Google Calls for International Standards on Internet Privacy
Saturday, September 15, 2007
Google, a frequent target of privacy advocates, yesterday called for new international standards on the collection and use of consumer data.
Peter Fleischer, global privacy counsel for Google, told a U.N. audience in Strasbourg, France, that fragmentary international privacy laws burden companies and don't protect consumers. He argued for an international body such as the United Nations to create standards that individual countries could then adopt and adapt to fit their needs.
"The ultimate goal should be to create minimum standards of privacy protection that meet the expectations and demands of consumers, businesses and governments," Fleischer said, according to a transcript of the speech provided by Google.
Google has been criticized for its privacy policies and its planned $3.1 billion merger with DoubleClick, an online advertising broker that sells banner and video ads. To target their advertising, both Google, which specializes in text ads, and DoubleClick collect information on which sites users visit. Critics argue that the merger would hurt competition in online advertising, and that it would aggregate too much consumer data in the hands of one company.
The European Union is currently investigating Google's privacy practices.
"Google, under investigation for violating global privacy standards, is calling for international privacy standards," said Marc Rotenberg, executive director of the Electronic Privacy Information Center, a critic of the DoubleClick merger. "It's somewhat like someone being caught for speeding saying there should be a public policy to regulate speeding."
Google says it has remained at the forefront of protecting consumer privacy. It was the first company to implement an expiration date for collected data. Google strips identifying information from its search logs after 18 months, the same standard that Microsoft now uses. Yahoo and AOL keep user data for 13 months, and Ask.com announced in July that it would give users an option to prevent its search engine from recording search terms and IP addresses.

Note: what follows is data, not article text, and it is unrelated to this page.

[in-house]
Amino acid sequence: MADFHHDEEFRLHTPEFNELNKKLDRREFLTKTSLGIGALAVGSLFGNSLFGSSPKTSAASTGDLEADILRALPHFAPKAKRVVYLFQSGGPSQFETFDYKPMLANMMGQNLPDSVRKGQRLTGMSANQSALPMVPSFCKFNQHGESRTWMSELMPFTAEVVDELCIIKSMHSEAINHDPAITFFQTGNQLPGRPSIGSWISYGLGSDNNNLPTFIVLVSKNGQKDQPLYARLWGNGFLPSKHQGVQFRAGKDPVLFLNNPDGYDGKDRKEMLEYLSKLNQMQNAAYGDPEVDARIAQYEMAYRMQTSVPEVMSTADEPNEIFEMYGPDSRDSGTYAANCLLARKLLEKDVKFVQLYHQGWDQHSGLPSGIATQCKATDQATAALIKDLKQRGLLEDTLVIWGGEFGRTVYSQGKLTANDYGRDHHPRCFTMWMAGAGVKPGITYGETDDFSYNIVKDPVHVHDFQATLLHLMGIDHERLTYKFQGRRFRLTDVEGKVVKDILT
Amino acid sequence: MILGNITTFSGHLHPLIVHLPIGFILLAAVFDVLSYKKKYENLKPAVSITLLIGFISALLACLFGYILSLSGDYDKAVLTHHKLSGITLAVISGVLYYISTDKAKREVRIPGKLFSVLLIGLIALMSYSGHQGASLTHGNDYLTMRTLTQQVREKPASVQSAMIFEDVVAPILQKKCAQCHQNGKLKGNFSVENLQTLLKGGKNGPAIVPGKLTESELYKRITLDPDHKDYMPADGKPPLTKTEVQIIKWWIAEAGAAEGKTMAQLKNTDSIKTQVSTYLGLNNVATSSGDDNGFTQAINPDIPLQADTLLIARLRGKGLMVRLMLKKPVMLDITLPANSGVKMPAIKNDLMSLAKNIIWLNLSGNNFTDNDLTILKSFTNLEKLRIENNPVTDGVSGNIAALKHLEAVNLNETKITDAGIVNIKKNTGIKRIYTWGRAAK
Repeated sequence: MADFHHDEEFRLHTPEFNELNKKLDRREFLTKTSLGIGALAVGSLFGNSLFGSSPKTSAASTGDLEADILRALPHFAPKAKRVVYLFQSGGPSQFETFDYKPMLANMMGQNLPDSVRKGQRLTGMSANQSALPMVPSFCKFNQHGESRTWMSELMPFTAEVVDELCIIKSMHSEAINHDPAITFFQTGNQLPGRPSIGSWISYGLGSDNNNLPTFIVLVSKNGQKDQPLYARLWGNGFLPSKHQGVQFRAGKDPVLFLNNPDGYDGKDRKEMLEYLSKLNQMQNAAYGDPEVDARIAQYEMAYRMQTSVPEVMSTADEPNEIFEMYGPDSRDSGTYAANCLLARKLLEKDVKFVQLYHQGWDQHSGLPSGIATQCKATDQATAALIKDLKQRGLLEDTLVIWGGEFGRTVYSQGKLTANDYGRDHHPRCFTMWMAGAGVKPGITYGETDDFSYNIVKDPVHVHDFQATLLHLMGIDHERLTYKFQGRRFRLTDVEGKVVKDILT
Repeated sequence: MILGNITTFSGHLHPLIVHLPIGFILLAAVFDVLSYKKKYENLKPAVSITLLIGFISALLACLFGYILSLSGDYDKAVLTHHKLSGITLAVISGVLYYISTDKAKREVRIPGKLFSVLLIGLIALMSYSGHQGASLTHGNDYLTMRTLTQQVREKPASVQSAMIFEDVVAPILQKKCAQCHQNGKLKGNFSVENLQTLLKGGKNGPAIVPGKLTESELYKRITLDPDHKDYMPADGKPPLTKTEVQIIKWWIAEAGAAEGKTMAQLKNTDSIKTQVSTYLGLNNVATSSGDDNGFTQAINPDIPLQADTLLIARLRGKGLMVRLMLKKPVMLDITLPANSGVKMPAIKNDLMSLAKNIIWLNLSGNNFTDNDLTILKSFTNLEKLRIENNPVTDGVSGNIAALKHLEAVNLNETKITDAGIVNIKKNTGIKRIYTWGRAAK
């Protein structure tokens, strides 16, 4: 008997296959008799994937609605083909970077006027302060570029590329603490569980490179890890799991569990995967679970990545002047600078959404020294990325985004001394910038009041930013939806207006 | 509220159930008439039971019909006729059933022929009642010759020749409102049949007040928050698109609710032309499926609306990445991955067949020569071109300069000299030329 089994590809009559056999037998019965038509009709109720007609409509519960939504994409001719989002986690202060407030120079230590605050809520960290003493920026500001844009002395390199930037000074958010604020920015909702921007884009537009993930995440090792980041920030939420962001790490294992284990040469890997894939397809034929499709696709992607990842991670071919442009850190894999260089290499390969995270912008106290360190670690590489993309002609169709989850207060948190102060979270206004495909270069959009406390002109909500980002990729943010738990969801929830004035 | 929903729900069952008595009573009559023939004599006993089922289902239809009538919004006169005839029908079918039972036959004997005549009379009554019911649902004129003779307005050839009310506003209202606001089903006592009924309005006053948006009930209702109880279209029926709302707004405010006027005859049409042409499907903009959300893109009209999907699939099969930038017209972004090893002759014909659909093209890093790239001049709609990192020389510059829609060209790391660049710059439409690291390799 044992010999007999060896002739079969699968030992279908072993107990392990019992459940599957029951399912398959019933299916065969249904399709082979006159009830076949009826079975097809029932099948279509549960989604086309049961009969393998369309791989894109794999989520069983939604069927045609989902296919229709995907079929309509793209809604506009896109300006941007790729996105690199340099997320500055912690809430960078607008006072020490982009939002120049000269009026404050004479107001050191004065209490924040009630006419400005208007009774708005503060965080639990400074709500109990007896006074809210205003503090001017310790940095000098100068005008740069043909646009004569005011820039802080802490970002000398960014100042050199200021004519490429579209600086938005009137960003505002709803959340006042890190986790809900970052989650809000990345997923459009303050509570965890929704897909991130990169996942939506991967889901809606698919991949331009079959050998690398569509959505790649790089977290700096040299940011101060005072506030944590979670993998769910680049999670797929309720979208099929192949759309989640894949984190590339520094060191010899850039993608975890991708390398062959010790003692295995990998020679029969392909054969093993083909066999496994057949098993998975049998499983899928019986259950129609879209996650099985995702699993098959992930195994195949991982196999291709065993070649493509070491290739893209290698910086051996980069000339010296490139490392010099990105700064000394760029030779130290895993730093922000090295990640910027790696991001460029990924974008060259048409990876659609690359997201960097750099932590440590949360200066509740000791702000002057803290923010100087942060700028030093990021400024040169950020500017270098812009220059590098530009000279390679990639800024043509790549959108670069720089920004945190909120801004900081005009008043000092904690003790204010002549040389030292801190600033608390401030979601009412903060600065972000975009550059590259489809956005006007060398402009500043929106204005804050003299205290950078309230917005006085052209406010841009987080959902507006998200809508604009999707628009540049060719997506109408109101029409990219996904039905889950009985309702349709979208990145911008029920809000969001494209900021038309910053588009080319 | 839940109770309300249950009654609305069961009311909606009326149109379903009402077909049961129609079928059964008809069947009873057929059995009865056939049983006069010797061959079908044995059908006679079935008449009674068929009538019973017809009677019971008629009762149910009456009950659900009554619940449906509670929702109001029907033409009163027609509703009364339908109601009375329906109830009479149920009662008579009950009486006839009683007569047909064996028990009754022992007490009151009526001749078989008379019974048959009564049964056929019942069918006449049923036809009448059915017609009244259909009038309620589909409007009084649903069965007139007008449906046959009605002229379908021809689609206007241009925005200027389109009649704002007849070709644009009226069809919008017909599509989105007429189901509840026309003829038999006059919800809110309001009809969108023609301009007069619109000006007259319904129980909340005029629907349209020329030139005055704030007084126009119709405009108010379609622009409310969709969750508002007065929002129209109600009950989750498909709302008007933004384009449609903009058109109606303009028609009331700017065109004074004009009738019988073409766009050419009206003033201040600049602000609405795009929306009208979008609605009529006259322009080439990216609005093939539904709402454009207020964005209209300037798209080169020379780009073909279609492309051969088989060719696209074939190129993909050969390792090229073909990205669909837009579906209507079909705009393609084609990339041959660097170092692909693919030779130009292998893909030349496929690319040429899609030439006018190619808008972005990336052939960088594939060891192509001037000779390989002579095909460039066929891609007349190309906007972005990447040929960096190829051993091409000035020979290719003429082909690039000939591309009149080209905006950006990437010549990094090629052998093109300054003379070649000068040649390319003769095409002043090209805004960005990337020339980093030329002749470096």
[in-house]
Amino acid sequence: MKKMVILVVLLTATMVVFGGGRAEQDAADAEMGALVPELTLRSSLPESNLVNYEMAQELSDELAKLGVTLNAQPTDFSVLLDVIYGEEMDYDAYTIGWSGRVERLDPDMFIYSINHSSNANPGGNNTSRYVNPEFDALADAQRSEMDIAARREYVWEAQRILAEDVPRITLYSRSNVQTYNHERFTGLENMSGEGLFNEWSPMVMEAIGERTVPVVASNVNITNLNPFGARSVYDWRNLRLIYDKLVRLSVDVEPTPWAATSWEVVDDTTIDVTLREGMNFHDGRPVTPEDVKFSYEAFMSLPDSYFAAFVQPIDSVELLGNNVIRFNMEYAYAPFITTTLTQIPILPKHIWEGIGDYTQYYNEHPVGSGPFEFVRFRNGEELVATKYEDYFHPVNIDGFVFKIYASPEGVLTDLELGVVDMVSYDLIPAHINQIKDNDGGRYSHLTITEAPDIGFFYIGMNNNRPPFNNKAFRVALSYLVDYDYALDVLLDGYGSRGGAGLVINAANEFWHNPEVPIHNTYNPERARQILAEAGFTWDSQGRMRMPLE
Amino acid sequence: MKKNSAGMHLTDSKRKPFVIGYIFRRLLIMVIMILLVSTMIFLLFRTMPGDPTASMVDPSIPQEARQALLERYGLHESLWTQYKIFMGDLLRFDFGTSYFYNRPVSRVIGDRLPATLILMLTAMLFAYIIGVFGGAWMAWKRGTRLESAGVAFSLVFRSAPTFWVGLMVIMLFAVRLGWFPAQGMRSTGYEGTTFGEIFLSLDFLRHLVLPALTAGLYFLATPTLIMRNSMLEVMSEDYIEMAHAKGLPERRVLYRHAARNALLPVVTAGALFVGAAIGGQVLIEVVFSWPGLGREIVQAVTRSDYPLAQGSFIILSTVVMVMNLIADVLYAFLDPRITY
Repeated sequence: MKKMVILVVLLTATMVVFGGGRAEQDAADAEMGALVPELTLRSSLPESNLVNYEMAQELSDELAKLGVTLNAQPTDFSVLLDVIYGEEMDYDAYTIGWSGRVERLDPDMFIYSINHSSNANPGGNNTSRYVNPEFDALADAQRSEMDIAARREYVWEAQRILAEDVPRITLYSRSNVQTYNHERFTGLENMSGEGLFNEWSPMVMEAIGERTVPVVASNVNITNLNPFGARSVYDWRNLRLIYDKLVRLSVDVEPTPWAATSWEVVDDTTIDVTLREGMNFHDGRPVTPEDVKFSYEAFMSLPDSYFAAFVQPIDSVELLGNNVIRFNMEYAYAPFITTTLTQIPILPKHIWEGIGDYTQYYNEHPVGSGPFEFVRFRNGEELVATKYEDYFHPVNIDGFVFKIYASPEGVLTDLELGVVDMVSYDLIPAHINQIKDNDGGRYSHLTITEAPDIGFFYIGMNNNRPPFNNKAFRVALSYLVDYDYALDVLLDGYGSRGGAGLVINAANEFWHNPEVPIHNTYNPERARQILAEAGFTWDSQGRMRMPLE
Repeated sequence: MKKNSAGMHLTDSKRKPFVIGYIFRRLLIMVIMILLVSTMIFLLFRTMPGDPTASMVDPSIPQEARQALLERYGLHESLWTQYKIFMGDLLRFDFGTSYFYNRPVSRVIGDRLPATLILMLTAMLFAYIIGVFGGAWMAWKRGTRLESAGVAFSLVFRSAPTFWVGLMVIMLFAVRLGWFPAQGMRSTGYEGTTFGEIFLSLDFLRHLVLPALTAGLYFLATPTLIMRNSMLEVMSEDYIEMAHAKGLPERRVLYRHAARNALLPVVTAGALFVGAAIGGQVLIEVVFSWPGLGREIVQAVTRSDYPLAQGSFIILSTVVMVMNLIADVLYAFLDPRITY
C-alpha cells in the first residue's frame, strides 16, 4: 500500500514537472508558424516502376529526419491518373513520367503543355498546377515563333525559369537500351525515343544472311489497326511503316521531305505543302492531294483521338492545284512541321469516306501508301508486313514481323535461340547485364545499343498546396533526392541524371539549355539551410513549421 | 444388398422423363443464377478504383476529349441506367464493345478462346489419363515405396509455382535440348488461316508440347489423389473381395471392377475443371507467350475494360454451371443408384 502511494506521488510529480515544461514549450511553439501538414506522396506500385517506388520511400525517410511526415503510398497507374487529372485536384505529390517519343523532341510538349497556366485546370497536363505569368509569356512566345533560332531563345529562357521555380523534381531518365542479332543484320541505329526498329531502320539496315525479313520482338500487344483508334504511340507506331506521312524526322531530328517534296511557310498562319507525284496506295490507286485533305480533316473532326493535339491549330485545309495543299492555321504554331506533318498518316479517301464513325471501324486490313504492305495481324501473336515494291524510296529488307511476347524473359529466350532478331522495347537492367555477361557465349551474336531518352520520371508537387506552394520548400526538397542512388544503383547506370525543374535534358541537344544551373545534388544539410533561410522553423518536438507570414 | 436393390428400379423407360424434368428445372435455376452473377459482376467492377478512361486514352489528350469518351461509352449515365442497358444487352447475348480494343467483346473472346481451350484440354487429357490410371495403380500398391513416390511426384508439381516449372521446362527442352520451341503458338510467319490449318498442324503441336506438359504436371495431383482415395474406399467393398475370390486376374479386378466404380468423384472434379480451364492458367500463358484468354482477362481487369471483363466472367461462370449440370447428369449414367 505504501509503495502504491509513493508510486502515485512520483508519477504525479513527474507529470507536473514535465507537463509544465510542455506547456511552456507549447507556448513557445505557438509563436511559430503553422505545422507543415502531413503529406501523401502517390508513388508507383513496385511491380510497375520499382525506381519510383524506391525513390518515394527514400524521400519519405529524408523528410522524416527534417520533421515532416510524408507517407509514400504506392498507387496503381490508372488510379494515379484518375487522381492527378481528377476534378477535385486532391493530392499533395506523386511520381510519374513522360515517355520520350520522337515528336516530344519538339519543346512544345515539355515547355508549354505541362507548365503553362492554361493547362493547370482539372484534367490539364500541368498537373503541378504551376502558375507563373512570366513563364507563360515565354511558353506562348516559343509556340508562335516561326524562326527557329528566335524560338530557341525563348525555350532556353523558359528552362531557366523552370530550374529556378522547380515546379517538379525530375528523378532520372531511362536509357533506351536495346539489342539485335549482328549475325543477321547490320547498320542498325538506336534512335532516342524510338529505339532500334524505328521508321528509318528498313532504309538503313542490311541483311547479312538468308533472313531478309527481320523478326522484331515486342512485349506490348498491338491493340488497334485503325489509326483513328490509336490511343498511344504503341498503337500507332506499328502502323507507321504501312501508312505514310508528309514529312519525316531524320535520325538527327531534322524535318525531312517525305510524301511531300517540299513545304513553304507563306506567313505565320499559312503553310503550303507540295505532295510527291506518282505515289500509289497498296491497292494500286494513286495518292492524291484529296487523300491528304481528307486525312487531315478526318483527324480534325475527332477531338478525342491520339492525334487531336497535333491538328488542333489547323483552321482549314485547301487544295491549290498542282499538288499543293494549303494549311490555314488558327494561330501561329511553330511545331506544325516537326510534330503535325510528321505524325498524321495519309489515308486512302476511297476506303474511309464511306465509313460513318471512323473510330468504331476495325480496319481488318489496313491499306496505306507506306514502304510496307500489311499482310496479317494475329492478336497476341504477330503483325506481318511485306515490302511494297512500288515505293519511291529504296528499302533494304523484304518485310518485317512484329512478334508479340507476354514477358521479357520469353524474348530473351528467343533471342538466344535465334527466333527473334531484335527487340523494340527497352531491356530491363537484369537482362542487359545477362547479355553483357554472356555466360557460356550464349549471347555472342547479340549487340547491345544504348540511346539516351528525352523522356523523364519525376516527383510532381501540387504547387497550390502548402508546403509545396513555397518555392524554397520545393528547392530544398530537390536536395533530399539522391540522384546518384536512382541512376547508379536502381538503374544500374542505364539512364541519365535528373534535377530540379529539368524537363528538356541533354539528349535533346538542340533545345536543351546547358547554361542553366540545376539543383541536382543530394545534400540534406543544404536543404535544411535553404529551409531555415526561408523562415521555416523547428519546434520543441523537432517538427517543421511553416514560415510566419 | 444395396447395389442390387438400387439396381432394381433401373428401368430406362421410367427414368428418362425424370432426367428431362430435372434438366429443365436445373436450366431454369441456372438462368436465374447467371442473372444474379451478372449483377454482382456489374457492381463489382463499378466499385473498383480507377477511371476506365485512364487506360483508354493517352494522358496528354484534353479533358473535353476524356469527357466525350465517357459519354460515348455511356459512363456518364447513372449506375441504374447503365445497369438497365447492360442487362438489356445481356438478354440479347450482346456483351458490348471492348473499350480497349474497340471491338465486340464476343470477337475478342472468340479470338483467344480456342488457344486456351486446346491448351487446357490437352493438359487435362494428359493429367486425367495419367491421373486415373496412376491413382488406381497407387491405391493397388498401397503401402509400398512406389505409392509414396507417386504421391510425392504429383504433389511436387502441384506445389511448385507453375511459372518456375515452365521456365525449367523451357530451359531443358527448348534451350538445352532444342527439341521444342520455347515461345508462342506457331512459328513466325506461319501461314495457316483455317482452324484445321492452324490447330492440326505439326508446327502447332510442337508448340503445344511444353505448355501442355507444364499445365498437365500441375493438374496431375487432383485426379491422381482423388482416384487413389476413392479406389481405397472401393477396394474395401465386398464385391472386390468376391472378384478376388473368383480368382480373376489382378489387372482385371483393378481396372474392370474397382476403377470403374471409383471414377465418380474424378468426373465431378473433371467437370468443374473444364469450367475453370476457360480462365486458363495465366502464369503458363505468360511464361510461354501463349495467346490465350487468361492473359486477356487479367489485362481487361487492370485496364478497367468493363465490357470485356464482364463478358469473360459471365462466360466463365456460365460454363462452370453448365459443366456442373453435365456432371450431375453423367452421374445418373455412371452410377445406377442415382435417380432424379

"The key concept is user control," said Alissa Cooper, a policy analyst at the Center for Democracy and Technology, a privacy advocate whose funding comes from foundations, corporations and trade associations. The center is working with a group of U.S. firms, including Google, to create national privacy protection standards for the industry that it plans to submit to Congress.
Comprehensive legislation relating to privacy issues has not yet made it through the full House or Senate. Rep. Bobby Rush (D-Ill.), the chairman of the Commerce subcommittee on consumer protection, submitted a bill in February intended to increase consumer privacy safeguards. In the Senate, Judiciary committee leaders Patrick Leahy (D-Vt.) and Arlen Specter (R-Pa.) have also introduced a comprehensive privacy bill.
In his speech, Fleischer criticized the U.S. privacy law model as being "too complex and too much of a patchwork," because different laws apply to different industries and vary by state. He called the European Union model "too bureaucratic and inflexible."
Fleischer instead advocated something closer to the privacy framework developed by the Asia-Pacific Economic Cooperation forum, which Fleischer said "balances very carefully information privacy with business needs and commercial interests."
But critics say that the APEC standards are too lenient.
"The APEC guidelines are far below what Google would be expected to do in Europe or the United States," Rotenberg said. They "don't address the critical problem of limiting data collection, which is the key point in the dispute over Google's business practices."
Guidelines developed in 1980 by the Organization for Economic Cooperation and Development, an international body of developed countries, generally focus on the violation of privacy as a right rather than a demonstration of harm caused by the violation. These standards, which influenced the European Union's privacy laws, are usually preferred by privacy advocates.